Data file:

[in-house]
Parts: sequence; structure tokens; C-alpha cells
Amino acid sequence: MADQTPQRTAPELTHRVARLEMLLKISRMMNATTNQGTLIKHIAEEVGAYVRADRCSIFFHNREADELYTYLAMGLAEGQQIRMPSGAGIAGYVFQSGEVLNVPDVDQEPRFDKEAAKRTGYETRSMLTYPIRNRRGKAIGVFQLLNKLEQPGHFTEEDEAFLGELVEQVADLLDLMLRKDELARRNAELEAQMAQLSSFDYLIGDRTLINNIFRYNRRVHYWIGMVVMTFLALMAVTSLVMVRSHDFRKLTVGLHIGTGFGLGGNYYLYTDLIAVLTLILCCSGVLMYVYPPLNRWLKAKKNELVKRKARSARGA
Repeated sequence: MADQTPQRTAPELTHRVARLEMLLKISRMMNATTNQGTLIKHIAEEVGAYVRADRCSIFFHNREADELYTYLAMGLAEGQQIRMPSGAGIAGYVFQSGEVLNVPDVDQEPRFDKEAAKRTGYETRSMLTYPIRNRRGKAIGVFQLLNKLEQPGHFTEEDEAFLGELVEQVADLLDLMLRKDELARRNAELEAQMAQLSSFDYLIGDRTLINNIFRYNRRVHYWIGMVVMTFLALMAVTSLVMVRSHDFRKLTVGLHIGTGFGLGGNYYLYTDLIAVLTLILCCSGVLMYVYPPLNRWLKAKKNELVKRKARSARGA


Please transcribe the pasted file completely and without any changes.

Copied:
[in-house]
Parts: sequence; structure tokens; C-alpha cells
Amino acid sequence: MADQTPQRTAPELTHRVARLEMLLKISRMMNATTNQGTLIKHIAEEVGAYVRADRCSIFFHNREADELYTYLAMGLAEGQQIRMPSGAGIAGYVFQSGEVLNVPDVDQEPRFDKEAAKRTGYETRSMLTYPIRNRRGKAIGVFQLLNKLEQPGHFTEEDEAFLGELVEQVADLLDLMLRKDELARRNAELEAQMAQLSSFDYLIGDRTLINNIFRYNRRVHYWIGMVVMTFLALMAVTSLVMVRSHDFRKLTVGLHIGTGFGLGGNYYLYTDLIAVLTLILCCSGVLMYVYPPLNRWLKAKKNELVKRKARSARGA
Repeated sequence: MADQTPQRTAPELTHRVARLEMLLKISRMMNATTNQGTLIKHIAEEVGAYVRADRCSIFFHNREADELYTYLAMGLAEGQQIRMPSGAGIAGYVFQSGEVLNVPDVDQEPRFDKEAAKRTGYETRSMLTYPIRNRRGKAIGVFQLLNKLEQPGHFTEEDEAFLGELVEQVADLLDLMLRKDELARRNAELEAQMAQLSSFDYLIGDRTLINNIFRYNRRVHYWIGMVVMTFLALMAVTSLVMVRSHDFRKLTVGLHIGTGFGLGGNYYLYTDLIAVLTLILCCSGVLMYVYPPLNRWLKAKKNELVKRKARSARGA